We all know that feeling. You spend hours packing up all your coffee gear, each device particularly oriented to ensure safe travels. You find yourself at your destination, tired and not interested in unpacking. The next morning rolls around and you shuffle through your suitcase, becoming more and more frantic.
The terrible reality hits you: you left all your coffee brewing gear at home.
Though inconvenient it may be, there is hope beyond the gear as long as you have coffee and water. Take note of what’s around you. A stove and a pot? There’s your source for hot water. A hammer and a towel? Your coffee grinder.
With a little creativity and some willingness to drink less-than-ideal coffee, you won’t have to go without your desperately needed caffeine for long.
For Immediate Desperation
If the clock is ticking until your sanity meter runs dangerously low, you need to get some water boiling. Pour that water over some crushed coffee beans and you’ll have yourself a mug of cowboy coffee in about four minutes.
That’s simple enough, but this routine gets old and those coffee grounds aren’t very fun to drink. Lucky for you, oh desperate coffee drinker, there’s another way.
Enter The Sock
A clean sock makes for an effective coffee filter. The threads are woven finely enough to prevent coffee sediment from polluting your mug, and you’ll never be farther than a skip and a hop from one, as long as you keep up with the laundry. Hot brewed and cold brew coffee are both easily attainable possibilities with a sock in your toolbox.
How To Make Cold Brew Coffee With A Sock
Begin by collecting your materials.
- A Vessel (a mug or small glass will work)
- A Filter (a clean sock)
- Coffee (ground using a plastic bag, towel, and hammer)
- Take about four tablespoons of coffee beans and put them in a plastic bag. Then wrap the plastic bag in a towel of some sort and use your hammer to reduce the beans to rubble. It may take a few minutes of whacking at the beans.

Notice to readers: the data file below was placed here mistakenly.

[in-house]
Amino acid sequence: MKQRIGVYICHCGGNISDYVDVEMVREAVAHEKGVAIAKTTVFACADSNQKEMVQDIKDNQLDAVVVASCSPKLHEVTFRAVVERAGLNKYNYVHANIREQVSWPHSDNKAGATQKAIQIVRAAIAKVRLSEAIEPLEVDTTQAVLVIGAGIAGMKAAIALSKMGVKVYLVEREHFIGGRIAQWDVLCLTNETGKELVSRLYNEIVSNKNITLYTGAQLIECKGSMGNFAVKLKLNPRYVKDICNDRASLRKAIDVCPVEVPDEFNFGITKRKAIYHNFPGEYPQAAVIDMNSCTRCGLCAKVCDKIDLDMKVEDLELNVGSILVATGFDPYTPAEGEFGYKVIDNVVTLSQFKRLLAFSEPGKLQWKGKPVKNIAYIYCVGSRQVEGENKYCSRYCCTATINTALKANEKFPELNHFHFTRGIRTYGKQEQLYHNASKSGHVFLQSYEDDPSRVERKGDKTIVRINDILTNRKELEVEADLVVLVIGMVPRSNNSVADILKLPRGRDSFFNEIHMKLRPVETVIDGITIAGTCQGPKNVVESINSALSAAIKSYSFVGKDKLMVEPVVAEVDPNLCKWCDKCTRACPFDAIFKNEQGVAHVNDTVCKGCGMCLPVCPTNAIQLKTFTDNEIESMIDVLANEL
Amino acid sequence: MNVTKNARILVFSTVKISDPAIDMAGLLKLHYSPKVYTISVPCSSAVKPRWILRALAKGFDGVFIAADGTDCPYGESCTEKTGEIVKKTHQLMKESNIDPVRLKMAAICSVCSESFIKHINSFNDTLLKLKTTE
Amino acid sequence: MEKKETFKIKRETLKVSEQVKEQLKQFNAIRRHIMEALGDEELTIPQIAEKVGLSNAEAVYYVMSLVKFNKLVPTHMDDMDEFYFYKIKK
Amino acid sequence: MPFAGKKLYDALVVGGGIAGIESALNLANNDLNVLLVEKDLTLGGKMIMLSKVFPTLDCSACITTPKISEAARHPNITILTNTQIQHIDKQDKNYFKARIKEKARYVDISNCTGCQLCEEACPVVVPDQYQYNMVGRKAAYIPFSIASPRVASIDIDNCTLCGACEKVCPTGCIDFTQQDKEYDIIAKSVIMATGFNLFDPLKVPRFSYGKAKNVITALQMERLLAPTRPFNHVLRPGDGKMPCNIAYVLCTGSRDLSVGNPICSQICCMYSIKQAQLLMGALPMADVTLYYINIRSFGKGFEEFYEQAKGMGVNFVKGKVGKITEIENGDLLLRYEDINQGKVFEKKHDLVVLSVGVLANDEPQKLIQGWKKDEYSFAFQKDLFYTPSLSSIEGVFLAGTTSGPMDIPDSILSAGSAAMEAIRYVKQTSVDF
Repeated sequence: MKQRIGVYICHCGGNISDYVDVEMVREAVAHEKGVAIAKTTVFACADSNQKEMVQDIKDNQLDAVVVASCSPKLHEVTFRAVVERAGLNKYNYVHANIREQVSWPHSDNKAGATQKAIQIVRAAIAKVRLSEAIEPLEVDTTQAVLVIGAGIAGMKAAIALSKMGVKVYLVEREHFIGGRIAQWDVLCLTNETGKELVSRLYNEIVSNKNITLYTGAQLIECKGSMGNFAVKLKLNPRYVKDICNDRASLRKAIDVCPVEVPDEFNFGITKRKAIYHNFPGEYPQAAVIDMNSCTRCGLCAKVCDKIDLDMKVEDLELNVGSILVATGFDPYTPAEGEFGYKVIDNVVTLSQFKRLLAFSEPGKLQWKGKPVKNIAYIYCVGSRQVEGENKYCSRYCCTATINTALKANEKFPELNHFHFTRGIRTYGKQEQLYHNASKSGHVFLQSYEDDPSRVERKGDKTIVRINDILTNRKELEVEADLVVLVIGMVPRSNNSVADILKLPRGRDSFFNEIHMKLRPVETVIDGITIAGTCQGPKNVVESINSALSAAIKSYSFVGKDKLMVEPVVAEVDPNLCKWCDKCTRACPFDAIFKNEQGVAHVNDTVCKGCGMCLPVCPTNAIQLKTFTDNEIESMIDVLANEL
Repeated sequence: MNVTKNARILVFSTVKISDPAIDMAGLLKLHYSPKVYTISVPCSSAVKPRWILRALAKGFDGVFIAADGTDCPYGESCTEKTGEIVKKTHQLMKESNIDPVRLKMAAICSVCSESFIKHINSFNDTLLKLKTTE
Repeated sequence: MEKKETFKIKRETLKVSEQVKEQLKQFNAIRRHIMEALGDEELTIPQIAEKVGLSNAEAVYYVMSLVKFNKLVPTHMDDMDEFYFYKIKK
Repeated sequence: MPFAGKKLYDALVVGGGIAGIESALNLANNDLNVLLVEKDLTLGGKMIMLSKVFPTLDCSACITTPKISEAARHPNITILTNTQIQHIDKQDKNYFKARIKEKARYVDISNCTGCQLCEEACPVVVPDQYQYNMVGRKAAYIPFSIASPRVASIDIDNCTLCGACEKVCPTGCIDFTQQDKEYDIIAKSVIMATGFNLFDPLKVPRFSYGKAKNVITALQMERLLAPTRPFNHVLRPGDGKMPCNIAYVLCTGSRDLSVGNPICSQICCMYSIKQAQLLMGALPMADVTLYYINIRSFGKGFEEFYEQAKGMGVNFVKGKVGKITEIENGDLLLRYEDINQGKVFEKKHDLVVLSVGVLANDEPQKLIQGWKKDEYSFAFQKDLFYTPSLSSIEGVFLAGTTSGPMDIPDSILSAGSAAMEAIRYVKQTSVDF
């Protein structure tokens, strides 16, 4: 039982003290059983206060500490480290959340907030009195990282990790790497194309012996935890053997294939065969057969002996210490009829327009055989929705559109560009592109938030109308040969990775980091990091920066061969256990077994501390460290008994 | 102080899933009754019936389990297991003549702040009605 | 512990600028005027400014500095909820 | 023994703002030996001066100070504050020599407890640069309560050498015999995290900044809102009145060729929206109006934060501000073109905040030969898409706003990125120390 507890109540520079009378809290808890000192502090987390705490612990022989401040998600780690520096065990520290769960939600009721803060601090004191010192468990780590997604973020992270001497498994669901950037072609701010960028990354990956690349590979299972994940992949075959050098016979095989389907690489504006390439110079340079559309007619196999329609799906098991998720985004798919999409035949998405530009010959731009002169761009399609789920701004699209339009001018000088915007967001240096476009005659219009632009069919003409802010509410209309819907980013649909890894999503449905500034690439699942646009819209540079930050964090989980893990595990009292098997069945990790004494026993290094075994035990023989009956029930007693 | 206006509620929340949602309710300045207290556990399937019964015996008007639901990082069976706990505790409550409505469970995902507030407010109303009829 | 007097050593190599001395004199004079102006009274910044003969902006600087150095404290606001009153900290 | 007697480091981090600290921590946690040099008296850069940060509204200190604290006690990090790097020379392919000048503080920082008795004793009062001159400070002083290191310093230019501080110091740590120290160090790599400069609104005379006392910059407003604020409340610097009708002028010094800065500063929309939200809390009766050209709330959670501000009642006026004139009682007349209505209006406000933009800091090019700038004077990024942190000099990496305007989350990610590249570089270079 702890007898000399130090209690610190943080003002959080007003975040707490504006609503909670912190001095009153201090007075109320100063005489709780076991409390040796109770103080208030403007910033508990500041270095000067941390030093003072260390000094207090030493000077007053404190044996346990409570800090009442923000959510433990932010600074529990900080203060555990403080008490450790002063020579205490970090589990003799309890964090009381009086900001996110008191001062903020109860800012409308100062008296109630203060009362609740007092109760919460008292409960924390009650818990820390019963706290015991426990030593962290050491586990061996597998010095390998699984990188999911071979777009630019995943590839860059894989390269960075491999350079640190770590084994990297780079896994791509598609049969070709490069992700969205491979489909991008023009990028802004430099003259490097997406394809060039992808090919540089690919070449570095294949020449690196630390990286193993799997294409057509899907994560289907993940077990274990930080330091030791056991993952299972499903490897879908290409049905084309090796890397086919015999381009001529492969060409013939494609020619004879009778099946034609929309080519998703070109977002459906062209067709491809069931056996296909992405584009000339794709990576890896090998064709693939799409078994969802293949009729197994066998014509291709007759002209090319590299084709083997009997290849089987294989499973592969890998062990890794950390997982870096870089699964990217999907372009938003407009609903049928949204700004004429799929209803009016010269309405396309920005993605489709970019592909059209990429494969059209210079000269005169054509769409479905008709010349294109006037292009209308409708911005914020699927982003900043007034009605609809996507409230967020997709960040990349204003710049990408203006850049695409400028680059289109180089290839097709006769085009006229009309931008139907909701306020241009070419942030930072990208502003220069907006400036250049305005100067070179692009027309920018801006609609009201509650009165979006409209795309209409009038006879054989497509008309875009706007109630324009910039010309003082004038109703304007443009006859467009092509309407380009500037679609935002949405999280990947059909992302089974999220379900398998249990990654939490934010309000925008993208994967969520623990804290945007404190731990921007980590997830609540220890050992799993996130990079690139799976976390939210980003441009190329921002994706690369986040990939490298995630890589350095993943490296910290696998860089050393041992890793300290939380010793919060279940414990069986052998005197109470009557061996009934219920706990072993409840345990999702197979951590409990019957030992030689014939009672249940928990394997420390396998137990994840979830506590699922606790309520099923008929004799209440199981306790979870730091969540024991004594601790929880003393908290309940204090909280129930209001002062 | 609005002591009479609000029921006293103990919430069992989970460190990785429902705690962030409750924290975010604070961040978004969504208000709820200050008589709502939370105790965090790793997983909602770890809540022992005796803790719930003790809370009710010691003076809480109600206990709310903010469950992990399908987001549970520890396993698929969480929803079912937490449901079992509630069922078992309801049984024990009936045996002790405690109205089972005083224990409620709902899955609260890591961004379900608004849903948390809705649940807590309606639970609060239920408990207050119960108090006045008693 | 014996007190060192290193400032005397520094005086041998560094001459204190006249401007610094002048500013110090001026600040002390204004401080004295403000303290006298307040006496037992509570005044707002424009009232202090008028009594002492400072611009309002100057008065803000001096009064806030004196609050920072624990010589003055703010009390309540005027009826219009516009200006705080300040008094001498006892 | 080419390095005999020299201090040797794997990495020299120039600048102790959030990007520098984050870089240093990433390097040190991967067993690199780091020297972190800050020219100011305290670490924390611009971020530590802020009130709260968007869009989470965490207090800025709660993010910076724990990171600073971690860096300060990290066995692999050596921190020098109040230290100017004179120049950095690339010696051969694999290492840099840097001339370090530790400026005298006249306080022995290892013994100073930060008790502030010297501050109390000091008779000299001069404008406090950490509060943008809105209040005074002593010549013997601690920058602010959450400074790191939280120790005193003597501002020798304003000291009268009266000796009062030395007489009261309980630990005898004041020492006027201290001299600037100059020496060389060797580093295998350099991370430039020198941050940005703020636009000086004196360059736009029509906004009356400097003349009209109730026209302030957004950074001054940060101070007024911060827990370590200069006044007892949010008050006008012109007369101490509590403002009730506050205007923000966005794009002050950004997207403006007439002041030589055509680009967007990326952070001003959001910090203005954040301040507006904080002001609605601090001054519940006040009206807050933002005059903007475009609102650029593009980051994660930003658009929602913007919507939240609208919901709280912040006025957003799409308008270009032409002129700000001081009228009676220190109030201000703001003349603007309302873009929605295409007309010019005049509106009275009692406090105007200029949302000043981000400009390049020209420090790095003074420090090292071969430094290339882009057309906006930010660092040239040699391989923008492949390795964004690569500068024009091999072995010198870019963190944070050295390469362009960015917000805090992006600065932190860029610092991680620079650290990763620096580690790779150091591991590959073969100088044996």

- Nobody wants laundry detergent or cat hair flavored coffee, so give the sock a rinse before you pour the coffee into it. You may need to stretch the sock over your mug or glass to be able to pour the grounds in without a big mess.
- Pour six to eight ounces of cold water into your vessel. A standard small mug holds about eight ounces.. After five minutes, dump the sock in and out of the water (teabag style) to saturate all of the grounds evenly.
- After twelve hours of brewing time, lift the sock from the cold brew concentrate and allow the water to drain from the coffee grounds and sock threads.
Time To Drink
When the time has come, cut the cold brew concentrate with an equal part of water and add some ice. You may find that the flavors aren’t quite as rich as you’re used to. Don’t be shocked – you used a hammer and a sock to brew coffee.
There is an obvious lesson hidden within the blog: don’t forget your coffee gear.
A second lesson deserves to be noted: Lugging around a lot of coffee gear can be tiring and burdensome. A large bag of pour over brewers, kettles and scales is effective at brewing coffee, but not for traveling light.
With these two tools at your disposal, along with some high quality coffee beans, you can cold brew delicious coffee anytime, anywhere.